• Amy Toledano

Once Upon A Mattress presented by Alces Productions

Image courtesy of Andreas Lambis

What is it?

It is a lively and vibrant musical based on Hans Christian Anderson’s famous Princess and the Pea. Once Upon a Mattress was originally a Tony-nominated Broadway production from 1959 by Mary Rodgers, here interpreted Upstairs at the Gatehouse by Alces Productions.

What is it about?

The search for a Princess for a Royal Prince. In the year 1428 Prince Dauntless (Theo Toksvig-Stewart) longs to be married, but his controlling, difficult Mother Queen Aggravian (Julia Faulkner), does everything in her power to make this difficult! A whole host of princesses are rejected until the story takes a turn at the arrival of the irreverent Princess Winnifred (Beth Burrows). Jesters, wizards, minstrels and a musical band help tell the tale.

How did it make me feel?

Strikingly bold and intricate costumes and carefully executed set design (Giulia Scrimieri) alert the audience to the fact that you are in a medieval world, and allow the cast to make great use of the stage. The moment the band begins to play you know this is a seriously well-done production. The Musical Direction (Jessica Douglas) is so slick that the musicians almost feel a part of the story. The head-bopping of Douglas and the impeccable timing of the entire band, seamlessly ramp up the drama of this unashamedly hilarious and over-the-top music throughout.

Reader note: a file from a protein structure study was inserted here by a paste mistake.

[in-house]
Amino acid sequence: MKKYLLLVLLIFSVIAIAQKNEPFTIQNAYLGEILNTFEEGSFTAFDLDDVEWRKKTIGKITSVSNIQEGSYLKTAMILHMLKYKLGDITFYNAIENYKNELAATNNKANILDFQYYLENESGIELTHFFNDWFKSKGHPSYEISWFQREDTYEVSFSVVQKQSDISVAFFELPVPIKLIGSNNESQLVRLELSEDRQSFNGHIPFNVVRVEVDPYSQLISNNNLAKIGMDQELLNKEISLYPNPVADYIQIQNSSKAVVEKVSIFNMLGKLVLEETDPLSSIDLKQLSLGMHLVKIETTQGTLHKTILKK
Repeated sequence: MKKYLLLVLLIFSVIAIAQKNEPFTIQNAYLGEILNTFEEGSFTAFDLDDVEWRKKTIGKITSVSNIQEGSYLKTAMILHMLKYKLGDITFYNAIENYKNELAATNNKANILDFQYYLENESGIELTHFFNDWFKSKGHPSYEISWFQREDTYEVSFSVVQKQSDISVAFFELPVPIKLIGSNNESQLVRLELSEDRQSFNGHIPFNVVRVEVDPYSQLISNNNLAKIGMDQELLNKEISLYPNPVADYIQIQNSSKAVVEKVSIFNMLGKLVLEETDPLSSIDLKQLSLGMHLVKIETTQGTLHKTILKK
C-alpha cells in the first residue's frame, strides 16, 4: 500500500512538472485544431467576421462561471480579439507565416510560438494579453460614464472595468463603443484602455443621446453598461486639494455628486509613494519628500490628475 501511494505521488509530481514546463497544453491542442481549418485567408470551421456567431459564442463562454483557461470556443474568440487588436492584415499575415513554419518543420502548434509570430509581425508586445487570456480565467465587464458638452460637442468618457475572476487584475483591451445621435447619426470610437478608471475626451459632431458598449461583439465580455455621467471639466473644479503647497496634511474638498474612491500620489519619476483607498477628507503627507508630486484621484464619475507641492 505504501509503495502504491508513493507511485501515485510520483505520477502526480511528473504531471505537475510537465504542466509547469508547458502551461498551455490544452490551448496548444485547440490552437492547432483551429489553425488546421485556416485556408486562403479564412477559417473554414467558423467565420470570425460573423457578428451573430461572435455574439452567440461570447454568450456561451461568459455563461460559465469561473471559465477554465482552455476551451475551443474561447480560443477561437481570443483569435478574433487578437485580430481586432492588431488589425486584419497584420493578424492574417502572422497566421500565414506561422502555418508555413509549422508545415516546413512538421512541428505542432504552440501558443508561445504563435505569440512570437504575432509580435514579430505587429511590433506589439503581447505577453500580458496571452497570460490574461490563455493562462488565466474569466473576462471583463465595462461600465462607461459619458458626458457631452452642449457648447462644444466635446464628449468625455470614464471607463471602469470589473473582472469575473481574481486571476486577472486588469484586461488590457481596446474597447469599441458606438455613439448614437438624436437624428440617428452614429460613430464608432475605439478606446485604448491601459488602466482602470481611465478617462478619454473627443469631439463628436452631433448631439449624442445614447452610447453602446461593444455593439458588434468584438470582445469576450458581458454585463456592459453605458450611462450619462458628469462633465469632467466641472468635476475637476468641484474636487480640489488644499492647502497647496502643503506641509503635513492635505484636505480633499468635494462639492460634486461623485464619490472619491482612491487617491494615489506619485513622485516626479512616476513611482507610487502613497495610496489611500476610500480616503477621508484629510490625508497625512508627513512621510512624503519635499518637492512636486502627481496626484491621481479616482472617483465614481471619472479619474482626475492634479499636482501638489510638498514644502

Excellent narration and a friendly stage-presence from the Minstrel (Matthew James Willis) introduce us to the magical world of an old fairy tale palace. The dramaescalates when we realise how challenging a person Queen Aggravian (Julia Faulkner) is. Her ability to portray a controlling, even anxious woman makes the performance engaging and surprisingly relatable for a piece of fairy tale musical theatre.

The arrival of the flustered drenched Princess Winnifred (Beth Burrows) who is quite boisterous for a princess (doing things like swimming across a moat), gives the play a hilarious turn, but also a message that the person we least expect might be the best one for the job. Burrows is immensely talented and her ability to hook an audience with her powerful singing, and comedic acting shine through. Let’s just add that the whole thing is impeccably well-cast. Even the mute King Sextimus (Steve Watts) is excellently portrayed with just movements and expressions.

Told in two colourful acts, this is a wonderful piece of well-directed (Mark Giesser) escapism. It is for those who love a good old fashioned camp musical.

Anything Else

I was particularly struck by how well a multi-generational cast worked in this performance. A flamboyant and fun piece of musical theatre, with an age-old message.

Scarlett x

Once Upon A Mattress is playing at Upstairs at the Gatehouse Theatre until the 29th March 2020.

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